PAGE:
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Rare butterfly, thought to be extinct in Canada, making a comeback on Vancouver Island

Taylor’s checkerspot, with its exquisite black, orange and white patterns, was once abundant in Greater Victoria. Then it disappeared.

A rare butterfly thought to be extinct in Canada is making a comeback on Vancouver Island, and getting some human help on Hornby and Denman islands.

The Taylor’s checkerspot, with its exquisite black, orange and white patterns, was once living in Greater Victoria and north to Hornby, with pockets of the insects in coastal regions of Oregon and Washington.

But the populations of Taylor’s checkerspots on the Island were believed to be extirpated from Canada in 1990 when intensive searches of its key habitat areas revealed no signs of them.

However, small groups of Taylor checkerspots were discovered on Denman Island in 2005 and in a rural area south of Campbell River in 2018, which has spurred a massive re-­introduction effort on Hornby.

Over three weeks in March, B.C. Parks staff and a legion of other conservation groups and volunteers released more than 5,400 larvae in a designated area of Helliwell Provincial Park. The fuzzy black caterpillars are tiny, about as long as your thumbnail.

The species is considered critically endangered by the federal government and is on the province’s Red List of at-risk species.

According to Wildlife Preservation Canada, which helped rear the larvae with the Greater Vancouver Zoo, the checkerspot’s sensitivity to changes in its habitat makes it an indicator species — an environmental indicator for the health of the entire ecosystem.

The Taylor’s checkerspot is the darkest subspecies of the Edith’s checkerspot and has a wingspan of less than six centimetres. Adults emerge in April and May, when they mate and lay clusters of as many as 1,200 eggs. The larvae that emerge pause their development in mid-June to early July and hibernate through the winter.

The recovery project team includes representatives from Ministry of Environment, B.C. Parks, K’ómoks First Nation, Greater Vancouver Zoo, B.C. Conservation Foundation, Mosaic Forest Management, Conservancy Hornby Island, the Hornby Island Natural History Centre and Hornby Island Provincial Parks Committee.

“We know from other projects that releasing at least 5,000 larvae per year for at least five years seems to be what is needed to establish a population because that will usually result in about 250 adult butterflies each year,” said Jennifer Heron, chair of the Taylor’s Checkerspot Butterfly Recovery Project Team and provincial invertebrate conservation specialist with the Ministry of Land, Water and Resource Stewardship.

Chris Junck of the Garry Oak Ecosystems Recovery Team and the checkerspot project said B.C. Parks has created a 10-hectare parcel of North Denman Provincial Park and Protected Area as a special butterfly reserve.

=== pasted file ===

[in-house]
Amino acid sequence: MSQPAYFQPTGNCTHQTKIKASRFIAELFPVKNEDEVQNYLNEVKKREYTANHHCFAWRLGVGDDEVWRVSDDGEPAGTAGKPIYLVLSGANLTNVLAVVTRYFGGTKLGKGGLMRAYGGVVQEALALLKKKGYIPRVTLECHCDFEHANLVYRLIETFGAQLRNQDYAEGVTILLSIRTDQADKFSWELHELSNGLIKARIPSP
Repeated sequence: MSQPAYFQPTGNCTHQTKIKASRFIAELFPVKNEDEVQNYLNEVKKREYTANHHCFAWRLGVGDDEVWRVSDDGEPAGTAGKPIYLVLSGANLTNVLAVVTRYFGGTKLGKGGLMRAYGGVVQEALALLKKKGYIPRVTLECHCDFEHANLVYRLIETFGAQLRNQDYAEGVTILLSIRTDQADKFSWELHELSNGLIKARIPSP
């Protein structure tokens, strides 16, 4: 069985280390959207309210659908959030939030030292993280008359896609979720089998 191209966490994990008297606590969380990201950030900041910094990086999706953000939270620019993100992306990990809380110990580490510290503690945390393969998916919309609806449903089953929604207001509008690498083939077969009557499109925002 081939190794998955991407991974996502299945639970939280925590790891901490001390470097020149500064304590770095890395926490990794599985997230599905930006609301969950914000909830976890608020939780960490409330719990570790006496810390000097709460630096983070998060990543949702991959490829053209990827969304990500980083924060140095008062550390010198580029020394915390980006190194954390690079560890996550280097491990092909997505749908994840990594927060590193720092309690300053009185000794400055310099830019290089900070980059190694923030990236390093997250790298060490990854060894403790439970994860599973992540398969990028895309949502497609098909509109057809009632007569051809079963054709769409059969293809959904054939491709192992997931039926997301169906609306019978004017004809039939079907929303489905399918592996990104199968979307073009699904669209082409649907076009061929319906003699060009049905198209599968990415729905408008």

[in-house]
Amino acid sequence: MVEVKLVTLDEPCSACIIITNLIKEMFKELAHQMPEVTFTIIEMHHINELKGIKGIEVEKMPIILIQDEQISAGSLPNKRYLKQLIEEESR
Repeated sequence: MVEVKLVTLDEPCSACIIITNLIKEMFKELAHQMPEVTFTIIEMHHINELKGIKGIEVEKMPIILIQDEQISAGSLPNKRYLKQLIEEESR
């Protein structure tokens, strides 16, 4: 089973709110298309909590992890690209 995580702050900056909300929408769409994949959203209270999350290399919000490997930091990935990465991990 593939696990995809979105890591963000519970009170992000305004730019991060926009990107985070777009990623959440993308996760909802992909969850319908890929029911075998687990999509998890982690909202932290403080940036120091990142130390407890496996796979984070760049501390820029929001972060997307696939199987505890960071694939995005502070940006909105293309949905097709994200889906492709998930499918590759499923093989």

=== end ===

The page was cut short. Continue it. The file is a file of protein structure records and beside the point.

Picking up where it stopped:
He said the recovery initiative required extensive habitat restoration such as selective tree and invasive plant removal, as well as adding native plants, grasses and seeds.

He said although the former clearcut focused on Taylor’s checkerspot butterflies, several other at-risk and uncommon coastal bluff species benefit from the project, such as dun skipper butterflies and about a dozen other range-restricted butterflies, western bumble bee, bats, western screech-owl and numerous other birds and plants.

Junck said the larvae are also feeding on some non-native plant species such as English plantain.

“Many of the caterpillars immediately began searching for their favourite foods, such as the leaves of small-flowered blue-eyed Mary or harsh paintbrush,” said Junck. “If all goes well, they will progress through a few more developmental stages, pupate, and then emerge as spectacular orange, black and white checkered butterflies in late April to early June.”

Although the Greater Vancouver Zoo is now producing the larvae, the first captive breeding program was conducted on Denman Island in 2013 by Peter Karsten, a former director of the Calgary Zoo who retired to Denman. He continued for four years until the zoo took over.

Butterflies have been emerging for several years with some success after a release of 800 larvae in 2020 and 1,300 last year. It’s hoped that major releases like this month’s over the next four years will bring higher populations that can be sustained.

The key to building the butterfly population is protecting habitat, said Junck. Trampling is a major threat for caterpillars and their food plants and park visitors can help protect the caterpillars by staying on the trails that are delineated by ropes and restoration area signs. Visitors are reminded that dogs must be on a leash and bikes aren’t allowed in the butterfly reserve or the park.

There is also concern about predators such as wasps and birds, and large storms.

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